SINGAPORE (Reuters) - Ferrari team principal Maurizio Arrivabene has said the “door at Maranello will always be open” for Michael Schumacher’s son Mick should the German prospect follow in his father’s footsteps and progress to Formula One.
The 19-year-old’s father won five of his seven world titles with the Italian team from 2000-04, helping transform Ferrari into the most successful team in Formula One after more than two decades without a drivers’ championship.
Mick Schumacher is currently second in the Formula Three European Championship and is being closely monitored by several F1 teams after winning six of his last 10 races.
“Concerning Mick Schumacher I think the most important thing is to let him grow, without giving pressure,” Arrivabene told reporters at the Singapore Grand Prix on Friday.
“Recent results are very, very good and I wish him a great career. With a name like this, that wrote historical pages of Ferrari history, the door of Maranello is always open.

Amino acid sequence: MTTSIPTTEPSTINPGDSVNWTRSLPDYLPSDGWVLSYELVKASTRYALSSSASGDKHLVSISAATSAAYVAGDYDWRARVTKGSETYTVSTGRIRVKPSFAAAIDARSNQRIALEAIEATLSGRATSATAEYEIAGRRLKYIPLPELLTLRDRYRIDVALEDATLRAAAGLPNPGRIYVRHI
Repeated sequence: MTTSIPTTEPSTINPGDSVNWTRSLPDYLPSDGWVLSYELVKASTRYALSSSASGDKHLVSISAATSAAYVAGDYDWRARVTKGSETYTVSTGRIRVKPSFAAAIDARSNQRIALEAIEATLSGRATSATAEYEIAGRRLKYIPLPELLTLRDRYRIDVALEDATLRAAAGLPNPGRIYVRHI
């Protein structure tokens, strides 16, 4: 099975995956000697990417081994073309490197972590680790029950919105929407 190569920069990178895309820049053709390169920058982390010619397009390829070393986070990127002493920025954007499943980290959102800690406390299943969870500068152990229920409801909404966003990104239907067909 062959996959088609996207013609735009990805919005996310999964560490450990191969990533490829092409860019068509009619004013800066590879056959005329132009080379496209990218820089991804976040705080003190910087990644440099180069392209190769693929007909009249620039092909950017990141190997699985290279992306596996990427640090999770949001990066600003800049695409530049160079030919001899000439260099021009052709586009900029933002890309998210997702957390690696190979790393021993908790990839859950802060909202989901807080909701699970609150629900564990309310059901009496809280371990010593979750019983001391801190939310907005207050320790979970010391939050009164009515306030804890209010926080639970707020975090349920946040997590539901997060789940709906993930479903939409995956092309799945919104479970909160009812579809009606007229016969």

“(But)... that is a family decision, I mean a Schumacher family decision. Let the guy have fun. I always repeat this — be focussed, concentrated, but in the meantime have fun, and to grow slowly, but certainly, and then we’ll see about the future.
“How can you can say ‘no’ at Maranello to a name like this?”
Haas team principal Guenther Steiner felt it was too early to make a call on the young driver without knowing what his future plans were, while Sauber’s Frederic Vasseur added that it was a huge step up from Formula Three.
“With the small number of test days we have in the winter, I think it’s — I don’t want to say impossible — quite difficult to do the step and it will make sense probably for him to do Formula Two or something like this,” Vasseur said.
“But he could have a link with a Formula One team, he could do some (race weekend practice sessions). There are many ways to prepare for F1.”
McLaren sporting director Gil de Ferran said he had not had any contact with Schumacher but would like to be able to help talented drivers like him progress in the sport.
“We are always looking throughout the motor sport arena globally, in a way,” De Ferran said.
“I wish we had more opportunities to be able to work with young talent, perhaps more testing and different things like this, to be able to establish a relationship and help in the development of drivers like Mick.”
Reporting by John O'Brien; Editing by Christian Radnedge